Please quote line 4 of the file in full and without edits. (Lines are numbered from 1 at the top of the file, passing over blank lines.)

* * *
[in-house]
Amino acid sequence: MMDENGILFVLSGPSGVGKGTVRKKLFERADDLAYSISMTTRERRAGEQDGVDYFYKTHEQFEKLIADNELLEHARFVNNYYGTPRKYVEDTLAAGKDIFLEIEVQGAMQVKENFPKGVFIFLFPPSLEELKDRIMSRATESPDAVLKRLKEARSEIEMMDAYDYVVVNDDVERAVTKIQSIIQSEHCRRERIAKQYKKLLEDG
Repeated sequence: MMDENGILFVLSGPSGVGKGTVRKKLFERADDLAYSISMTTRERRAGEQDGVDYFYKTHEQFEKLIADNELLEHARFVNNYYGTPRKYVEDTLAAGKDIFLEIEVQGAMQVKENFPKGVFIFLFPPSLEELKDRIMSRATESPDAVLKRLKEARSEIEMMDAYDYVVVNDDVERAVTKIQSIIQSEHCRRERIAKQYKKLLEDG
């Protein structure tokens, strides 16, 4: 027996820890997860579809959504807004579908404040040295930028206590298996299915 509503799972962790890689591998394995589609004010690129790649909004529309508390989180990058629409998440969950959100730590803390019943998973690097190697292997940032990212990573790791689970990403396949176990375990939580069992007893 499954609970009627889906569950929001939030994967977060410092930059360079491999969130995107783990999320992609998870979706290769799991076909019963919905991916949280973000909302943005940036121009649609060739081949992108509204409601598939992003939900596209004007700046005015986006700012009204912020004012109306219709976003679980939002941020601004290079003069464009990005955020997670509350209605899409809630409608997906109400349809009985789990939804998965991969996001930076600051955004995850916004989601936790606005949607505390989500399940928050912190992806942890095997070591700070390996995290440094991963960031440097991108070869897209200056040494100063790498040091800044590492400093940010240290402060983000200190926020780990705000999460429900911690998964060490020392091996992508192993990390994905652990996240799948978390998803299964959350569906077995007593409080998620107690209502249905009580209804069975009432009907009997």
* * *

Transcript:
């Protein structure tokens, strides 16, 4: 027996820890997860579809959504807004579908404040040295930028206590298996299915 509503799972962790890689591998394995589609004010690129790649909004529309508390989180990058629409998440969950959100730590803390019943998973690097190697292997940032990212990573790791689970990403396949176990375990939580069992007893 499954609970009627889906569950929001939030994967977060410092930059360079491999969130995107783990999320992609998870979706290769799991076909019963919905991916949280973000909302943005940036121009649609060739081949992108509204409601598939992003939900596209004007700046005015986006700012009204912020004012109306219709976003679980939002941020601004290079003069464009990005955020997670509350209605899409809630409608997906109400349809009985789990939804998965991969996001930076600051955004995850916004989601936790606005949607505390989500399940928050912190992806942890095997070591700070390996995290440094991963960031440097991108070869897209200056040494100063790498040091800044590492400093940010240290402060983000200190926020780990705000999460429900911690998964060490020392091996992508192993990390994905652990996240799948978390998803299964959350569906077995007593409080998620107690209502249905009580209804069975009432009907009997």